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God & Country & Gold

August 29, 2011

At age 76, In the  year 1568,   Bernal Diaz del Castillo, who had been a captain in the army of Hernan Cortes, and the last survivor of the  Spanish conquistadors  who  overthrew the Aztec Empire in 1521, eulogized his fallen comrades thusly:

“Where are now my companions? They have fallen in battle or been devoured by the cannibal, or been thrown to fatten the wild beasts in their cages! They whose remains should rather have been gathered under monuments emblazoned with their achievements, which deserve to be commemorated in letters of gold; for they died in the service of God and of His Majesty, and to give light to those who sat in darkness–and also to acquire that wealth which most men covet.”

Born over five hundred years ago in 1492, the year of Colombus’ first voyage, Bernal Diaz identifies three motives:

1. Christian Piety: bringing the light of the One True Faith to the heathen who “sat in darkness.”

2. Patriotism/National chauvinism:  expanding the wealth, power, and  greater glory of one’s country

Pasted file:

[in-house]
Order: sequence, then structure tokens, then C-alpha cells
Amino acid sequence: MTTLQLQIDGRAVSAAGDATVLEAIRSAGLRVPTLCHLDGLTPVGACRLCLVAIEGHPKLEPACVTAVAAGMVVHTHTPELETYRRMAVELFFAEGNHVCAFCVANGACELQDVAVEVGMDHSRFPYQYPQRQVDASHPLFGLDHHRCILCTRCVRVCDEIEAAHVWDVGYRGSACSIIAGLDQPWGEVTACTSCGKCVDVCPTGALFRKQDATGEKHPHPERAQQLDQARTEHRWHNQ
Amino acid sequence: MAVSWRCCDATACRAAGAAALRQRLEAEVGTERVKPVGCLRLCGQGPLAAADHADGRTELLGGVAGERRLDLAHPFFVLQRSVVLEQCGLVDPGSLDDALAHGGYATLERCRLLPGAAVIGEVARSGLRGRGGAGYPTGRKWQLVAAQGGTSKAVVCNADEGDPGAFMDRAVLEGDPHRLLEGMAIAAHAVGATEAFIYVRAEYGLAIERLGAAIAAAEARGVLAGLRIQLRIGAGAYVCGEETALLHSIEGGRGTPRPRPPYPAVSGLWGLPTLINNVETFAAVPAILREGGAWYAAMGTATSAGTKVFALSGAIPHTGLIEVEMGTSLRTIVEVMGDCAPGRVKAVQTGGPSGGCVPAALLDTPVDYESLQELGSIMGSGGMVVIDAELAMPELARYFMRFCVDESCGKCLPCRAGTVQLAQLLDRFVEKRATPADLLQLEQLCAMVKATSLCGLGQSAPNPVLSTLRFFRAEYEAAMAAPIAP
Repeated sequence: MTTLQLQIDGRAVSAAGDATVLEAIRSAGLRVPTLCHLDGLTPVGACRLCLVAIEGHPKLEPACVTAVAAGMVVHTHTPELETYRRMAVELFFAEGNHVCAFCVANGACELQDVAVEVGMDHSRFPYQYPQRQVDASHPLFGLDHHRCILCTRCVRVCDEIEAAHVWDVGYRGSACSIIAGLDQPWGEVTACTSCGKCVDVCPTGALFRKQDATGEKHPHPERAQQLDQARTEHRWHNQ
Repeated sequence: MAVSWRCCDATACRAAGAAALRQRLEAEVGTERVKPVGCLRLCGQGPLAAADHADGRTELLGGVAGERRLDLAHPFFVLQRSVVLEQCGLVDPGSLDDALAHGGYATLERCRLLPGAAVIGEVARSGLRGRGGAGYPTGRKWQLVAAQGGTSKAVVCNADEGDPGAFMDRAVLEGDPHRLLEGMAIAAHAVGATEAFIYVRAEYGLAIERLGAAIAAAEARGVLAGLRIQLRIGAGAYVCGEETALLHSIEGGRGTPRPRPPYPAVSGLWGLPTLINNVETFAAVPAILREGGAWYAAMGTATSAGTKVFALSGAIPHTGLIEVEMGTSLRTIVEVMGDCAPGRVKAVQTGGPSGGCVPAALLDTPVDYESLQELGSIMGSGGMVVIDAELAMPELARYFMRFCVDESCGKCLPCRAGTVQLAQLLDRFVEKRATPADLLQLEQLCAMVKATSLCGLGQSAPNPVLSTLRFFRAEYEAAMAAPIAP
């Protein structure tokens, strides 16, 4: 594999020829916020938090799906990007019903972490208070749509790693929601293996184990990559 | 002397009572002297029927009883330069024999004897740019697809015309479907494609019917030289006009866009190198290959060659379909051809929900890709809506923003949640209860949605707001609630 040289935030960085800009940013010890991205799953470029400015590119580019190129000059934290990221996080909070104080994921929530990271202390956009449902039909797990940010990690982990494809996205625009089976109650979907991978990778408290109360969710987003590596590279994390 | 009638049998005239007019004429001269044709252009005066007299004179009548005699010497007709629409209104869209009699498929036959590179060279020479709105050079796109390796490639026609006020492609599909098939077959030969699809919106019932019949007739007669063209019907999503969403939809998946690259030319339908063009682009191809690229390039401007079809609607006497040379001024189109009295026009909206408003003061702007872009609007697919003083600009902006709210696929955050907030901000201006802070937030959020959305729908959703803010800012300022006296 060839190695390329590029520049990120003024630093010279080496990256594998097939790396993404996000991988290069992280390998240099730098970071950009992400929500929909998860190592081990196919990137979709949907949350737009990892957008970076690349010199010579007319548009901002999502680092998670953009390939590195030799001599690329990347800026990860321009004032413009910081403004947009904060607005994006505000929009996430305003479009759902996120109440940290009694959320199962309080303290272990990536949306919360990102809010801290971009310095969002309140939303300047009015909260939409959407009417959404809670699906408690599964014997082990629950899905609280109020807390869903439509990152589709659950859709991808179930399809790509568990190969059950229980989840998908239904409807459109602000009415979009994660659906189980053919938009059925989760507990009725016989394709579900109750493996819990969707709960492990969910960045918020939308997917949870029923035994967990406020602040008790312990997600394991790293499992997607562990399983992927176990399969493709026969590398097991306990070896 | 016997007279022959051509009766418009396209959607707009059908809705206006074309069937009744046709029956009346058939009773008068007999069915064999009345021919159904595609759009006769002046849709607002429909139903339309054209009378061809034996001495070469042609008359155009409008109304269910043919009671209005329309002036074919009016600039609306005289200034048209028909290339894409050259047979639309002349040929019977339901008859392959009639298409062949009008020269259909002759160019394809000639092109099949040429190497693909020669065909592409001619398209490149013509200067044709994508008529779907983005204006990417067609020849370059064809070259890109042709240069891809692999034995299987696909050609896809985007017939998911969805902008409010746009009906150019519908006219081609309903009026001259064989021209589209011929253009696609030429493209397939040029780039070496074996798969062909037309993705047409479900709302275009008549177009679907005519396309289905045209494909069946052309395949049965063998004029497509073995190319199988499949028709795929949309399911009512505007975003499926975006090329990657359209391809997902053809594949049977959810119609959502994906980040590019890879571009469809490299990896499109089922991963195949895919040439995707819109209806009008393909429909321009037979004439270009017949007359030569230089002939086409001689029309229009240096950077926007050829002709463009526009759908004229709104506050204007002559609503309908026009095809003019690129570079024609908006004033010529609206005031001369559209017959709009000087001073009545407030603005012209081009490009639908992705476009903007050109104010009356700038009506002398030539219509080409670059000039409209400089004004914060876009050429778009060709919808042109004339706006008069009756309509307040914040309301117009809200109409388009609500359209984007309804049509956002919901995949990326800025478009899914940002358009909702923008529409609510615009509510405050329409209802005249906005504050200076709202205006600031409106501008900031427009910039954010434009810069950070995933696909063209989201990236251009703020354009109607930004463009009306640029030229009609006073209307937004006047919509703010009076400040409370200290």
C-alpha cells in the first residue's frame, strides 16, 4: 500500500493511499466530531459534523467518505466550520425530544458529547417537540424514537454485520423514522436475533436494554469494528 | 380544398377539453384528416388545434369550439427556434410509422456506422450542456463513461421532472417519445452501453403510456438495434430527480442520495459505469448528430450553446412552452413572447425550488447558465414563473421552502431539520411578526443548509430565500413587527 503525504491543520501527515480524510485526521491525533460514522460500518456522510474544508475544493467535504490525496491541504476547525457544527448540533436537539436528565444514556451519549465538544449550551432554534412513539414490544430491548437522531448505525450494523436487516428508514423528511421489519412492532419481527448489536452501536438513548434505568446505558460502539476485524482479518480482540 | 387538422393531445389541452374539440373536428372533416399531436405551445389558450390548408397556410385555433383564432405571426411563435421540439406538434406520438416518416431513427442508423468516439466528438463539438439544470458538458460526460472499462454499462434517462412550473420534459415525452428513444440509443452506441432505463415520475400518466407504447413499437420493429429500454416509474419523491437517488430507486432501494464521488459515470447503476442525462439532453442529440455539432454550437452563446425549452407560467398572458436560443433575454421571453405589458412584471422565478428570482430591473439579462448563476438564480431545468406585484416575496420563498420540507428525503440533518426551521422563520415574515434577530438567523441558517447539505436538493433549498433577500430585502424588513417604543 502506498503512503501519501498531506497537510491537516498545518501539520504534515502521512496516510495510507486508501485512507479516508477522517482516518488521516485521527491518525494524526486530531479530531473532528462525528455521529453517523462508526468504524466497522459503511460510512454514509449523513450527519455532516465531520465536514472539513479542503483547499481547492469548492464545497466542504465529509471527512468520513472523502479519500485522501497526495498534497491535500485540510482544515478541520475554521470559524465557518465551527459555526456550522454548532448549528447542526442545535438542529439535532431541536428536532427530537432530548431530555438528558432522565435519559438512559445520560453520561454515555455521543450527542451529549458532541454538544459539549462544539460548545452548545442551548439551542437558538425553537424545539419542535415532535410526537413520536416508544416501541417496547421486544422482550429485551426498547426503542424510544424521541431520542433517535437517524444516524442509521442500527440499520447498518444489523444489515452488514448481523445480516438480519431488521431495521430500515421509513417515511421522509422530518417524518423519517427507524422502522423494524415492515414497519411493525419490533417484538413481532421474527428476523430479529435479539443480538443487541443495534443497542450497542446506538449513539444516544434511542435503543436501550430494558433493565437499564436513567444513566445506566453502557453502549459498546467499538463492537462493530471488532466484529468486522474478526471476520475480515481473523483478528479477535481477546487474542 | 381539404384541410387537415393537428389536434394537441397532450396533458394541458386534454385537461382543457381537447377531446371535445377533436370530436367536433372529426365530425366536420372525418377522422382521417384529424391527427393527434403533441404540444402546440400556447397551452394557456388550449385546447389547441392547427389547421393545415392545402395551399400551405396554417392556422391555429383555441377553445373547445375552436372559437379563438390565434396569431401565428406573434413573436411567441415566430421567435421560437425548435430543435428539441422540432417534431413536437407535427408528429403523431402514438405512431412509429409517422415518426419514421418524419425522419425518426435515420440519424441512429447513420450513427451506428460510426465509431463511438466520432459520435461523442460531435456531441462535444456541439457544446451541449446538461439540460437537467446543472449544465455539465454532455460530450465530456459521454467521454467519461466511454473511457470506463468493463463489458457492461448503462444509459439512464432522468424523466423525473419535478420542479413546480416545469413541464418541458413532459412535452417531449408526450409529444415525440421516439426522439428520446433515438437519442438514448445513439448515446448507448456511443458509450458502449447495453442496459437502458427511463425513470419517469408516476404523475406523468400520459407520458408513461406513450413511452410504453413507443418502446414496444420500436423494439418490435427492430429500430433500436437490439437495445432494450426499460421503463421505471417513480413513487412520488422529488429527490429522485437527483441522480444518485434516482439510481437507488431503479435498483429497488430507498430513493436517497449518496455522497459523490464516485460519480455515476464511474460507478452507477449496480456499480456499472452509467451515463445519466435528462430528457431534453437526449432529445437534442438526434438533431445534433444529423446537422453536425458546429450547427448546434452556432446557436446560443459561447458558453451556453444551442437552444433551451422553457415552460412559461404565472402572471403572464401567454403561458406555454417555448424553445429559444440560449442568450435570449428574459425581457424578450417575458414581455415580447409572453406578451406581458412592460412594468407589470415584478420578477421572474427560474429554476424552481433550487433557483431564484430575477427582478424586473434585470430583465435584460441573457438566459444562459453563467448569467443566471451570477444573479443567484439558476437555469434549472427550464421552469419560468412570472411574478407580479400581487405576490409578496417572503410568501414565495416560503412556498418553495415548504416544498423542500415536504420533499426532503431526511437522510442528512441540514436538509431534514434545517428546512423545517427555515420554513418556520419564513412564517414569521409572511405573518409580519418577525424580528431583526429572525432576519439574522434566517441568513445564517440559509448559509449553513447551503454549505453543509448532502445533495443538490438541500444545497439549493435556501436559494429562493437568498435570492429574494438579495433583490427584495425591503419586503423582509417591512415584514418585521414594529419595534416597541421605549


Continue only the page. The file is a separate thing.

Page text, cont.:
3. Individual, Worldly Ambition:  to acquire wealth, property, position, titles,  prestige.

Bernal Diaz shows no awareness there might be a conflict between these three. It seems not to have entered his mind.

The Anglo-Saxon Protestant world tends to look down on the Spanish Catholic  conquistadores as brutal thugs wrapped up in Christian hypocrisy. But how different are we now?

How many 21st century Americans can even imagine any possible  tension, conflict, or contradiction between (1) individual worldly ambition, (2)Christian piety, and (3)national chauvinsim?  How many of us question the presence of an American flag up front in our churches? Or whether Jesus really was an American and urged people to get rich?  Did Jerry Falwell or Billy Graham? Does Mitt Romney ? Michelle Bachman?  Prosperity Gospel Preacher  Joel Osteen ?

How different are we from the 16th century Spanish conquistadores?

How different are our motives and our presumptions?

 

 

 

 

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